i was sort of in your situation a year ago. i had a sub-3 gpa, and i was forced (the hard way) to choose what i wanted to do with myself for a year. i went to grad school. this is not for everyone, cause usually going to grad school means research/teaching/etc. your other option is pursuing post-bac classes. there's several threads about grad vs. post-bac but since the search option isn't enabled i'll just very breifly lay out some stuff for you. there's distinct advantages to going either route. going post-bac allows you to alter your undergraduate GPA, whereas in graduate school your ugrad gpa stays the same. grad school will result in publications, posters, conference talks, etc. whereas in a post-bac program all you'll have is grades (unless you independently pursue research, it will be difficult and time consuming but it's doable). you just have to decide what's best for you and go with it. last year i got no interviews, and this year i got a few, as well as an md/phd interview. so it HAS helped me tremendously. i'm not in anywhere yet, but at least i've come alot further than last year. anyways, good luck to you! and feel free to PM/email me with any more questions.
     
  15. ramkijai

    ramkijai Member

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    full of hope,
    first, yes you DO have a chance. i was in the same situation as you. you need to be very careful by not trying to climb out of the ditch you have dug over two years in a day. DO NOT take three summer classes while trying to do research. GO SLOW. there is plenty of time though you may think otherwise. Adjust your time scale. a high mcat will not bail you out because med schools know that medicine is a marathon not a sprint (if you have any doubt there are people on this board with 30+ MCATs but low UG gpas who did not get in...simply ask). if you get one or two years of decent grades your overall numbers will still be low and remember that the people with whom you are competing for spots have had consistently great grades. my advice is that you should take it literally one day at a time. forget for right now about med school. set a series of short run goals (A on the next exam, 3.7+ for the next semester, etc.). one mistake that i made initially was trying to show schools what i was capable of by doing well and taking a huge load. it did not work well. finally don't worry what your parents or anyone else says only you really know what is in your heart and what you are capable of. good luck!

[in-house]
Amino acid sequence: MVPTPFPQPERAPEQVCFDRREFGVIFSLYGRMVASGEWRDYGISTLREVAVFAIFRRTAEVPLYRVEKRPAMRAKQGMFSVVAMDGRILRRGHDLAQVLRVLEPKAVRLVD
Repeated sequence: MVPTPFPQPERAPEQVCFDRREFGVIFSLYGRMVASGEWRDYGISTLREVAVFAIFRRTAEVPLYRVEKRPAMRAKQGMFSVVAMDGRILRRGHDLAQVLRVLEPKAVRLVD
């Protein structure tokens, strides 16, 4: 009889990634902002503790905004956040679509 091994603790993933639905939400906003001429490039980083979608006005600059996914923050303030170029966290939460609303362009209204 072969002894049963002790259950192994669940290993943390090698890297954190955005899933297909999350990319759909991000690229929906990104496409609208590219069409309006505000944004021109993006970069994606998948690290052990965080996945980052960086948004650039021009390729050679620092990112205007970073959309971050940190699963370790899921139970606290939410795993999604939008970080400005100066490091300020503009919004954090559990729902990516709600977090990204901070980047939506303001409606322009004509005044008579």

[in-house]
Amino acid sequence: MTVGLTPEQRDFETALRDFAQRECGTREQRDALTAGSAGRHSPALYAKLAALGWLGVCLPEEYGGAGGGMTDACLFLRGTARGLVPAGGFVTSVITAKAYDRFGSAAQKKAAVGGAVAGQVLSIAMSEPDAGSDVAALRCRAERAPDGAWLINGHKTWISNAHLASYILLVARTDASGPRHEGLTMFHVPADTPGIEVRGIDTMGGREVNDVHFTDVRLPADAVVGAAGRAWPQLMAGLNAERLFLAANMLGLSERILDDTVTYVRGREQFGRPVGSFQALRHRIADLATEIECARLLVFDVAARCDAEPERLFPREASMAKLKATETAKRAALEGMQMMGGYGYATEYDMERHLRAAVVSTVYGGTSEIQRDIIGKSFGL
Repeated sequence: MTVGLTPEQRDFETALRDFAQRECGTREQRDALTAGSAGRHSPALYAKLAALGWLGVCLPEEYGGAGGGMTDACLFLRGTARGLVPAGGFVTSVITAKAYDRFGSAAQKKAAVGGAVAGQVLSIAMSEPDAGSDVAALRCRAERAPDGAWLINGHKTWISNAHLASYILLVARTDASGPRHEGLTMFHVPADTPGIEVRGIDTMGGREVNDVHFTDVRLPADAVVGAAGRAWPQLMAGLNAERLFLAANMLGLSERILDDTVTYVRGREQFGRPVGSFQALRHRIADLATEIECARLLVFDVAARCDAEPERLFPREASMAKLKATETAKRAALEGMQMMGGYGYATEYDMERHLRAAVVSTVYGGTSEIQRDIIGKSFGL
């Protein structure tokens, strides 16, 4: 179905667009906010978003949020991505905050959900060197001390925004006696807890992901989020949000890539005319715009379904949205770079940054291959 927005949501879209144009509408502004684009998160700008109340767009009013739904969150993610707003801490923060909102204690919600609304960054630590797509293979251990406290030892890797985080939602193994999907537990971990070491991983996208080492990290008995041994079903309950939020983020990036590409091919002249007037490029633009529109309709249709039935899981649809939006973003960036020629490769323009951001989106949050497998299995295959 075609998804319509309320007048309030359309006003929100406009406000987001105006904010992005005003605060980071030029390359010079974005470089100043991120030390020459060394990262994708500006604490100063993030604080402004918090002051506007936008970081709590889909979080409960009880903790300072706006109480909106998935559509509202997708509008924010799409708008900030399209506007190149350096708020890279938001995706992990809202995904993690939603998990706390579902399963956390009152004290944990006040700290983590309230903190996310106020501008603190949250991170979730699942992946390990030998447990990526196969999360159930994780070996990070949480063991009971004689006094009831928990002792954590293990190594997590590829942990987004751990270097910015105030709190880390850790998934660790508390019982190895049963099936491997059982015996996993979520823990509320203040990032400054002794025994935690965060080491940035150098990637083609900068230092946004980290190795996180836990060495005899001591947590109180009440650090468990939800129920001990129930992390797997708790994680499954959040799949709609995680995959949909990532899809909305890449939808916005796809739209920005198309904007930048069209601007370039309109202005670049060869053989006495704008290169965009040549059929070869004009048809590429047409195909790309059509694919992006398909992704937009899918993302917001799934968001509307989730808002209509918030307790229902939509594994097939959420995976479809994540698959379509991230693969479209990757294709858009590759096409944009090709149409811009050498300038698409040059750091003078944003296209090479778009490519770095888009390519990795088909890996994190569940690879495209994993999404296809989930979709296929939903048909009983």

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  17. racergirl

    racergirl Senior Member

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    Full of hope, You absolutely CAN get into med school, but it will be a challenge. The advice to GO SLOW is a good one--don't bite off more than you can chew and try to make up for a 2-year bad start overnight. If you do ECs and research, get VERY good grades from here on out (and yes, perhaps delay graduation for a year); and get a very good score on the MCAT, you'll have a good shot.

    Adcomms really like to see upward trends in grades, and if you show excellent academic improvement after having found your focus (medicine), you'll have a great story for your personal statement.

    Look, don't be scared. Just go out there and show what you can do. Be patient--get yourself on a three year plan. This is what I did. My grades were WORSE than yours, but after three years of As, a high MCAT, and several volunteer and research experiences, I was admitted to two tier-1 medical schools and waitlisted by another. If I can do it, you can too! All it takes is work. Don't worry about your parents right now--a couple years of A's will probably change their minds.

    I think it's great that you've decided to follow your dream. Now just go out and do it! Good Luck!

    P.S. I don't think a grad program is necessary for you. Delaying graduation is a better option. PM me if you wish!
     
  18. natureboy503

    natureboy503 Member

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    full of hope,
    I agree with "moo" about applying to DO schools. If you really want to be a doctor, be open to both options (MD/DO). I applied/interviewed at both, and I must say that MD schools tend to look *almost* strictly at numbers. The DO schools do look at numbers and you must be competive with the 2500 other students that apply to that school, but they tend to lean a little more toward health care related experience and EC's. Some of the schools require you to have health care experience. Just keep this in mind along your journey and plan accordingly. Good Luck.